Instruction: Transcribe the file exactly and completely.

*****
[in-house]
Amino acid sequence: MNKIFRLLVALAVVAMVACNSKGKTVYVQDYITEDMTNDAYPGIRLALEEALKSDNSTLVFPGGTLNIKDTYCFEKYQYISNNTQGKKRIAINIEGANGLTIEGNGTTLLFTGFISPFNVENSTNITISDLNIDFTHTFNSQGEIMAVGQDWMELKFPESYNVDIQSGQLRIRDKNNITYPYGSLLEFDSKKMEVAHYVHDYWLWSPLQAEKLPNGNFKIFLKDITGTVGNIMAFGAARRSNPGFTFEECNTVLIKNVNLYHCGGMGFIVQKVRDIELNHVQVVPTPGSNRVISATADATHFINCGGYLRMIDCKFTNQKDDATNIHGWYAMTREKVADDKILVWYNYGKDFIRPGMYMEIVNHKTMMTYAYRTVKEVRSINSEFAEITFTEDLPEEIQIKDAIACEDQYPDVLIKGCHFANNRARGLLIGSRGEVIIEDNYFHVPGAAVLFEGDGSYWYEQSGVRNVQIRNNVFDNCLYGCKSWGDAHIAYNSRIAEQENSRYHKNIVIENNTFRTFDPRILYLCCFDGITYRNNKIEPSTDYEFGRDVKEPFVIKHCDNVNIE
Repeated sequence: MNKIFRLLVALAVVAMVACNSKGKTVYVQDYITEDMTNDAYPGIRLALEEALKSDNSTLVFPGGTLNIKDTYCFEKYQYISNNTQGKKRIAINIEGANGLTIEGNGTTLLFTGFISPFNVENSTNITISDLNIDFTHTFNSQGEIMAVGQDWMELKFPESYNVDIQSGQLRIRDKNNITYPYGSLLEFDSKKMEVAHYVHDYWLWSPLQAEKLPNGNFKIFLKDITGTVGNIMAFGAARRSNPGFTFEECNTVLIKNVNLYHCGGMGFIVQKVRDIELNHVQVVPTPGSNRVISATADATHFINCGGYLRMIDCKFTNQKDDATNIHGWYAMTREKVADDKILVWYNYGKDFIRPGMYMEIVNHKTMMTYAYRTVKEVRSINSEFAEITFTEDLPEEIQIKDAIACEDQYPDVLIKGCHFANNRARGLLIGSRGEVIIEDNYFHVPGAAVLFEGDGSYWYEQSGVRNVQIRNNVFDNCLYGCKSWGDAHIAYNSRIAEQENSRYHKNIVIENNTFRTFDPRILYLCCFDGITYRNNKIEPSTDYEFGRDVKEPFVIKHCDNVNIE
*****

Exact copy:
[in-house]
Amino acid sequence: MNKIFRLLVALAVVAMVACNSKGKTVYVQDYITEDMTNDAYPGIRLALEEALKSDNSTLVFPGGTLNIKDTYCFEKYQYISNNTQGKKRIAINIEGANGLTIEGNGTTLLFTGFISPFNVENSTNITISDLNIDFTHTFNSQGEIMAVGQDWMELKFPESYNVDIQSGQLRIRDKNNITYPYGSLLEFDSKKMEVAHYVHDYWLWSPLQAEKLPNGNFKIFLKDITGTVGNIMAFGAARRSNPGFTFEECNTVLIKNVNLYHCGGMGFIVQKVRDIELNHVQVVPTPGSNRVISATADATHFINCGGYLRMIDCKFTNQKDDATNIHGWYAMTREKVADDKILVWYNYGKDFIRPGMYMEIVNHKTMMTYAYRTVKEVRSINSEFAEITFTEDLPEEIQIKDAIACEDQYPDVLIKGCHFANNRARGLLIGSRGEVIIEDNYFHVPGAAVLFEGDGSYWYEQSGVRNVQIRNNVFDNCLYGCKSWGDAHIAYNSRIAEQENSRYHKNIVIENNTFRTFDPRILYLCCFDGITYRNNKIEPSTDYEFGRDVKEPFVIKHCDNVNIE
Repeated sequence: MNKIFRLLVALAVVAMVACNSKGKTVYVQDYITEDMTNDAYPGIRLALEEALKSDNSTLVFPGGTLNIKDTYCFEKYQYISNNTQGKKRIAINIEGANGLTIEGNGTTLLFTGFISPFNVENSTNITISDLNIDFTHTFNSQGEIMAVGQDWMELKFPESYNVDIQSGQLRIRDKNNITYPYGSLLEFDSKKMEVAHYVHDYWLWSPLQAEKLPNGNFKIFLKDITGTVGNIMAFGAARRSNPGFTFEECNTVLIKNVNLYHCGGMGFIVQKVRDIELNHVQVVPTPGSNRVISATADATHFINCGGYLRMIDCKFTNQKDDATNIHGWYAMTREKVADDKILVWYNYGKDFIRPGMYMEIVNHKTMMTYAYRTVKEVRSINSEFAEITFTEDLPEEIQIKDAIACEDQYPDVLIKGCHFANNRARGLLIGSRGEVIIEDNYFHVPGAAVLFEGDGSYWYEQSGVRNVQIRNNVFDNCLYGCKSWGDAHIAYNSRIAEQENSRYHKNIVIENNTFRTFDPRILYLCCFDGITYRNNKIEPSTDYEFGRDVKEPFVIKHCDNVNIE